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Ready for the challenge

Challenger baseball gives kids with disabilities a league of their own
Sunday, May 13, 2007 | 12:15 a.m. CDT; updated 4:12 p.m. CDT, Wednesday, April 15, 2009
Trevor Roberts, bottom left, laughs as he is helped across home plate by his brother Tyler during a Challenger League game.

Four wheels and two sets of feet approach the batter’s box. Tyler Roberts takes the hand of his brother Trevor to share the grip on the red plastic bat. Trevor has cerebral palsy, but he’s about to hit a home run.

With his brother guiding the bat, Trevor connects and sends the ball five feet on the foul side of the first baseline. But when the last batter of the inning hits, everyone is supposed to score. Tyler takes hold of the stroller and pushes toward first. John Henrikson slides into home, followed by Torie Boyles, who vaults across using arm braces.

How To Get Involved

• The Daniel Boone Little League Challenger Division is still accepting players on its four summer-league teams. Children from mid-Missouri between 5 and 18 years old who have a physical or mental disability that precludes them from playing in another Little League division can join a Challenger team. • To be a player buddy who helps children on the teams, a child should be at least 10 years old and able to protect the player if, for example, a well-hit ball is coming the player’s way. • Contact Bob DeGraaff at challenger@danielboonell.org


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“Safe at home!” she announces for herself.

As the opening day crowd cheers, 6-year-old Trevor finishes his tour around the bases with his eyes closed and mouth open wide in baseball bliss.

This is what Challenger baseball is all about. In the division added to Daniel Boone Little League this year, anyone can play, and everyone is a superstar. Players with mental or physical disabilities, who range from 5 to 18 years old, are paired with buddies that help the players as much or as little as necessary to play modified baseball on Columbia’s four Challenger teams.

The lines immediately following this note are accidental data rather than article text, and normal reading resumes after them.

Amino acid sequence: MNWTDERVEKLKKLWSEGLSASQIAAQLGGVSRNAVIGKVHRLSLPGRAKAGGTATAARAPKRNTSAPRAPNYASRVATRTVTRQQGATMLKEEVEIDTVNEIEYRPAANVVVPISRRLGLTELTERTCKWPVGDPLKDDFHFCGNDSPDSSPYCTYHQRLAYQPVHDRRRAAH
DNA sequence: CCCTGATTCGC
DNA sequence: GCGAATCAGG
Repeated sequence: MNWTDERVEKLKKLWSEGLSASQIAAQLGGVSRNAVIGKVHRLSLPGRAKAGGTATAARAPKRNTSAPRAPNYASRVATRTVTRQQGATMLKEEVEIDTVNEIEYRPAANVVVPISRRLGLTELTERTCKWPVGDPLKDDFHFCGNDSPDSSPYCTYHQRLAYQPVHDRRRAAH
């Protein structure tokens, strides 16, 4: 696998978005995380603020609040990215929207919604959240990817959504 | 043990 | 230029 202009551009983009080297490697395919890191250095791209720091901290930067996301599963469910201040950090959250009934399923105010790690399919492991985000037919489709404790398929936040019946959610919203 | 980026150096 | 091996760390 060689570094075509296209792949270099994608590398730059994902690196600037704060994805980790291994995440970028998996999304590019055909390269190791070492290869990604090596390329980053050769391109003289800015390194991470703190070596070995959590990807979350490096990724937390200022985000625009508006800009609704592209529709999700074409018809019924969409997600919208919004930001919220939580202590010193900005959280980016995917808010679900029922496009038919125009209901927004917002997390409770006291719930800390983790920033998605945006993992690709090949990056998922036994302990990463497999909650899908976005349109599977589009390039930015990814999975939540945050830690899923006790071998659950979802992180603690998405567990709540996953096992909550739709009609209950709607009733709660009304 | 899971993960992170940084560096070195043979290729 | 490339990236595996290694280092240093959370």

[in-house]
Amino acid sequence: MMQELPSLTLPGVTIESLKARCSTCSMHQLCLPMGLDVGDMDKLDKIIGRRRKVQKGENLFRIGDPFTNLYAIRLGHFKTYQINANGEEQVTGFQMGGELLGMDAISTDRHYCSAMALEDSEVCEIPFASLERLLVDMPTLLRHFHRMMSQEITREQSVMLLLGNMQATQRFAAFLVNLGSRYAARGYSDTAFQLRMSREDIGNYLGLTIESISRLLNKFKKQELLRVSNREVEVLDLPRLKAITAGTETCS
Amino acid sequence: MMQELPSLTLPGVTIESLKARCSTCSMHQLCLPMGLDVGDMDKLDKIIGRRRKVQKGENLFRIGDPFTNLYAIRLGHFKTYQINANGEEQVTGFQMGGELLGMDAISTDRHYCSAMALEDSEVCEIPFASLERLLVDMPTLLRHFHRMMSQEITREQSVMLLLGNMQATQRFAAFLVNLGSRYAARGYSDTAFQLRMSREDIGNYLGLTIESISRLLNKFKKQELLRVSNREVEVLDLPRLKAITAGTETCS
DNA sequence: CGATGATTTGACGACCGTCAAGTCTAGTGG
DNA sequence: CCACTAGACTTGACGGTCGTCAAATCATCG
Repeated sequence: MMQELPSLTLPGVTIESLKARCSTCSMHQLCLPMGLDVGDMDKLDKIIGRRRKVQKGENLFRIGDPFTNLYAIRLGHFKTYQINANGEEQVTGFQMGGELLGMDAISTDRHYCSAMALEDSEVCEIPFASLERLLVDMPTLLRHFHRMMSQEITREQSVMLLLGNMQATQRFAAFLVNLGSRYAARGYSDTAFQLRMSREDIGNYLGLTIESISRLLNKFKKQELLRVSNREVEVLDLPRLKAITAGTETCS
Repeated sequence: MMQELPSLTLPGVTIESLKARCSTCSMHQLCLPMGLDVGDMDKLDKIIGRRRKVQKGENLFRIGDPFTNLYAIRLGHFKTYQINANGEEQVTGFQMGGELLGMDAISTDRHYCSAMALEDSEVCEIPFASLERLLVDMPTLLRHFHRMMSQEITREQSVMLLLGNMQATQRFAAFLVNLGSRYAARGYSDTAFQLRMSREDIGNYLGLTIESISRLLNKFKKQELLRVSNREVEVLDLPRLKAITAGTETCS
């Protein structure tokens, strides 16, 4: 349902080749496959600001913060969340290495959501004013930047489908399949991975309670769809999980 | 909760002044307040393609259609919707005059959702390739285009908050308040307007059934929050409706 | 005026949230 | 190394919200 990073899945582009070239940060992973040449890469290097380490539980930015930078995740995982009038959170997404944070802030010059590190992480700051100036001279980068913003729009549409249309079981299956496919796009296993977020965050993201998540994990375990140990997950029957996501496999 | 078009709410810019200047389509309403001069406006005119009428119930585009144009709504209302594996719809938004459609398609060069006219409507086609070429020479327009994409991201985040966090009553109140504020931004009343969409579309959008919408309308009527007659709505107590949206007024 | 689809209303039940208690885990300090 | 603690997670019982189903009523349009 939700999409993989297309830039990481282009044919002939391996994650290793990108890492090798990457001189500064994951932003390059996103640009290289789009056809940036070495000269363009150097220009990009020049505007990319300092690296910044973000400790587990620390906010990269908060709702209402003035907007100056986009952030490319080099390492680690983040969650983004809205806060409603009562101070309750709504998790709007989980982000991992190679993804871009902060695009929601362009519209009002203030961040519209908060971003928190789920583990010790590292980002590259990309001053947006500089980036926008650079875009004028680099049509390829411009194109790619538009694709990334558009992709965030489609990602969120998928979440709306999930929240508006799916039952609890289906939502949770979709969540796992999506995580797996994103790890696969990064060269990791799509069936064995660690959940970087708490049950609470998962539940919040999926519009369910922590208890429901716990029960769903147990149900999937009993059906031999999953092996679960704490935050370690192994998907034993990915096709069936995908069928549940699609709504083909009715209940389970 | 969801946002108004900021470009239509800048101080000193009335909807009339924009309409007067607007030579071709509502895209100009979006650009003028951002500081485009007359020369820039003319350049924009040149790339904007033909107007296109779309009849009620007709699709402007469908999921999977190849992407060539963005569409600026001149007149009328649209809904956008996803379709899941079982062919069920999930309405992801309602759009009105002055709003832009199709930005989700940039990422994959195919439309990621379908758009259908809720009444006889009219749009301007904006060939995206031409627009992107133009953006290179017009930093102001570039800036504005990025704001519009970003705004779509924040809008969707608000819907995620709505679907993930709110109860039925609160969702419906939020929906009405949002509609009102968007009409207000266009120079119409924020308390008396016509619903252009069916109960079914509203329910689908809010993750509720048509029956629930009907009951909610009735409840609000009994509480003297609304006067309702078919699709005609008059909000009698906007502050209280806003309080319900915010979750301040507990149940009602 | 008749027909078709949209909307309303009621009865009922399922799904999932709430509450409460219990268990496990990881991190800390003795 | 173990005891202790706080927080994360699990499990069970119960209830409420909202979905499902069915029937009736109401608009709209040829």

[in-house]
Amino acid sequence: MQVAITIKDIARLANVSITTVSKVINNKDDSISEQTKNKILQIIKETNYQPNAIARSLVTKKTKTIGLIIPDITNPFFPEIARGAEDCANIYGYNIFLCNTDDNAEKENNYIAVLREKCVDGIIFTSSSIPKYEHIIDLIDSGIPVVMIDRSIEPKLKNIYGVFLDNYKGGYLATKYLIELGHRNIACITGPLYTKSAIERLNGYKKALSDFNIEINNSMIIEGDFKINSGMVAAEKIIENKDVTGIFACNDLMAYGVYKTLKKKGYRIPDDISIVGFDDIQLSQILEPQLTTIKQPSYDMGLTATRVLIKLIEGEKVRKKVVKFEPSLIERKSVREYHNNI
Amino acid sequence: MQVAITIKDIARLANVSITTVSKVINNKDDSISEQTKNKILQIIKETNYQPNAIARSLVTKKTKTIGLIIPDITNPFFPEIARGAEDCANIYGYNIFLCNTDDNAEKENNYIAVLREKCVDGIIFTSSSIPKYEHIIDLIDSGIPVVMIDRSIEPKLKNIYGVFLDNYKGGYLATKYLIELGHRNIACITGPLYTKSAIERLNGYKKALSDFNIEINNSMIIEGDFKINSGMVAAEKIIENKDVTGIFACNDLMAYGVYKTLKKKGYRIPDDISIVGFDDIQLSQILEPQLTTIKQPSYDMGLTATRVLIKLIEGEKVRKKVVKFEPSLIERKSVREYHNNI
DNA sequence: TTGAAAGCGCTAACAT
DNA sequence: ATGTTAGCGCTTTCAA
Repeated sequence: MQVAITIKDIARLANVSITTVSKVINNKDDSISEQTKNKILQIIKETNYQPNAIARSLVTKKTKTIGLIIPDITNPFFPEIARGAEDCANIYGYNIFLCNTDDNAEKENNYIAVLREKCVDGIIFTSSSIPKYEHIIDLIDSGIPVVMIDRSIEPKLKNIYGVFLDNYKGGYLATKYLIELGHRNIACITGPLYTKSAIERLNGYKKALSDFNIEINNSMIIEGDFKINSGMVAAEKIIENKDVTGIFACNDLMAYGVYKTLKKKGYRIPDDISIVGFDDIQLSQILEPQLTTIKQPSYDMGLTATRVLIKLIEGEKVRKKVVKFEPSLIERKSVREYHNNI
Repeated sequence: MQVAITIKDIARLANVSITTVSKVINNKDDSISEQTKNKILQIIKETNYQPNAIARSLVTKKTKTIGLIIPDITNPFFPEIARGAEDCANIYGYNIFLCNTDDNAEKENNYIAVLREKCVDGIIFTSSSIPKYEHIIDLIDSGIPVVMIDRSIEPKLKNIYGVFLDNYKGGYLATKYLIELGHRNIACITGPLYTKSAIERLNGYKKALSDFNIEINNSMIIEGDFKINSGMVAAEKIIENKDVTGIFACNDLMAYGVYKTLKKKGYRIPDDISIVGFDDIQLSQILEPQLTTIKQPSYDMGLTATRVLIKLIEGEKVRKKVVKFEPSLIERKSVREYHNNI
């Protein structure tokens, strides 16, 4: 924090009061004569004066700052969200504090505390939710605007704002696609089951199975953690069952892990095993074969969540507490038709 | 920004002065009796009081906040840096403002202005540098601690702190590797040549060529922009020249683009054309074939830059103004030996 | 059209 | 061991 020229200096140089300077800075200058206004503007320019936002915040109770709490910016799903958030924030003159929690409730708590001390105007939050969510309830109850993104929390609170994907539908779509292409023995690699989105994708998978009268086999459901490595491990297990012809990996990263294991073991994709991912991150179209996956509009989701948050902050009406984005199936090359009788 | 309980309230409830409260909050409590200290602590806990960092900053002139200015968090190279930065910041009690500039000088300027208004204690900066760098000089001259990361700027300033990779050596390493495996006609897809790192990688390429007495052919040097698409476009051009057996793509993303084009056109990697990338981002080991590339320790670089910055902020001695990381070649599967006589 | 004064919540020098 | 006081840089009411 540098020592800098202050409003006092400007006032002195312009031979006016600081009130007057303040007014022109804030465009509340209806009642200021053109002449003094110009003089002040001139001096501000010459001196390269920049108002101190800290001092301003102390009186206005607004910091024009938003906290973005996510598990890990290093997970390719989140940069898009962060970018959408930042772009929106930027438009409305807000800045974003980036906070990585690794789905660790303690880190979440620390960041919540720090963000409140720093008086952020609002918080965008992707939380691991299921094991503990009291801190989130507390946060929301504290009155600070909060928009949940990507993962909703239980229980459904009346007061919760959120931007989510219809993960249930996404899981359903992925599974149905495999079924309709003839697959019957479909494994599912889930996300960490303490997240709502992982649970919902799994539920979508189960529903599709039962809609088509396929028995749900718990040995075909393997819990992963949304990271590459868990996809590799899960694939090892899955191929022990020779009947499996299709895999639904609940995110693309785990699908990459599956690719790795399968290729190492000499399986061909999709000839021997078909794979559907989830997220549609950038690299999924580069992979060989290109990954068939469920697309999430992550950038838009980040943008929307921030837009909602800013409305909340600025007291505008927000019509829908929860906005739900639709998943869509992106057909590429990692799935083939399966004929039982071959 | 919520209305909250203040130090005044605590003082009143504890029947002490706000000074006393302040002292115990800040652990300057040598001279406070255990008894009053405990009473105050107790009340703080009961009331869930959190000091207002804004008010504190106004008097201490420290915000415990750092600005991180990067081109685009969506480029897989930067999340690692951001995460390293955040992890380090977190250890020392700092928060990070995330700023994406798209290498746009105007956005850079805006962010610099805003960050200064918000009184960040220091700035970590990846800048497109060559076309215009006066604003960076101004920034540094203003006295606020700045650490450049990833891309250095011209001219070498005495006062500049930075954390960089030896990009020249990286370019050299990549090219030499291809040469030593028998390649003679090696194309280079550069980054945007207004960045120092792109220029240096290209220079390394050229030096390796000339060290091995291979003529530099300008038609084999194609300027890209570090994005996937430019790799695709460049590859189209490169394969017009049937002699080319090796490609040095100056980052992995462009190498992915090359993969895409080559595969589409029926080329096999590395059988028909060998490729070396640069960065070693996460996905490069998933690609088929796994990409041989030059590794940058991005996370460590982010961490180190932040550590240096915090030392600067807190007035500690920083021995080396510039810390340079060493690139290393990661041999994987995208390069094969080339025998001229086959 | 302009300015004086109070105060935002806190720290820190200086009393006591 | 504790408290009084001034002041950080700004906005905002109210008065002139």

There’s 11-year-old Elijah Mayfield, born with Down syndrome, who looked the most like a ball player on opening day. He was the only one wearing real baseball pants and socks. Ten-year-old twins John and Andrew Henrikson, who each only have sight in one eye, play for the Cardinals and call themselves the “home run kings.” There’s Angel Bard, 15, who used to be in a wheelchair after surgery for cleft feet. Now she enjoys pushing her teammates’ wheelchairs in and out of the dugout. And 17-year-old Greg Abbott actually gets out of his wheelchair to bat and stand in the field.

These and other children with disabilities share Field 4 at the Daniel Boone Little League Complex each week to play their own version of the game.

Three pitches have passed Tucker Johnsen. Just before the fourth pitch, he turns his Royals cap backwards.

“Here we go, my friend,” pitcher and Challenger League coordinator Bob DeGraaff says, lobbing the ball over the plate. After two more tries, Tucker swings the bat with one hand and hits a grounder past the mound. He drops the plastic bat and directs his motorized wheelchair toward first base.

Tucker was born 13 weeks early at 2 pounds, 10 ounces. A brain hemorrhage at 2-weeks-old led to a cerebral palsy diagnosis nine months later. When he was 8 years old, Tucker underwent spinal fusion surgery to correct a fractured back. Doctors are skeptical whether he’ll ever be able to walk, but he gets around the bases in his wheelchair.

Tucker’s mom Vicki Johnsen said the Challenger League has given her son a chance to play a game he used to only be able to watch.

“He doesn’t care if they don’t keep score,” she said. “He just likes being here.”

When Tucker was in second grade he wrote his first complete sentence: “I want to be a Major League Baseball player.”

“We always treated him like anyone else,” Vicki Johnsen said. “Maybe we took that too far. Until two years ago, he thought he could do anything anyone else could do. Finally we had to tell him, ‘You know, Tucker, you’re not going to be a baseball player.’

“He cried. I cried. He asked, ‘Why not? Why can’t I walk?’”

Tucker and other Challenger players have had to realize that they won’t always be like other kids. Many of them usually sit on the sidelines as their siblings play sports. Parents like Janna Watson appreciate Challenger baseball for giving their kids the opportunity to feel equal. Watson’s 7-year-old son Gregory used to watch his older brother, Matthew, play baseball.

“It was really hard to admit that Gregory wouldn’t be able to play in the other league like his brother, but now he’s out there playing just like Matthew,” Watson said.

Jeff Roberts, no relation to Trevor and Tyler Roberts, is coaching the Tigers Challenger team, which includes his 14-year-old son Jayden.

“I had been heavily involved with my daughter who plays in the regular league, but I never had a chance to do anything like this with him,” Roberts said.

Jayden gallops from the chain-link dugout to the batter’s box. His dad reminds him not to throw the bat after he hits.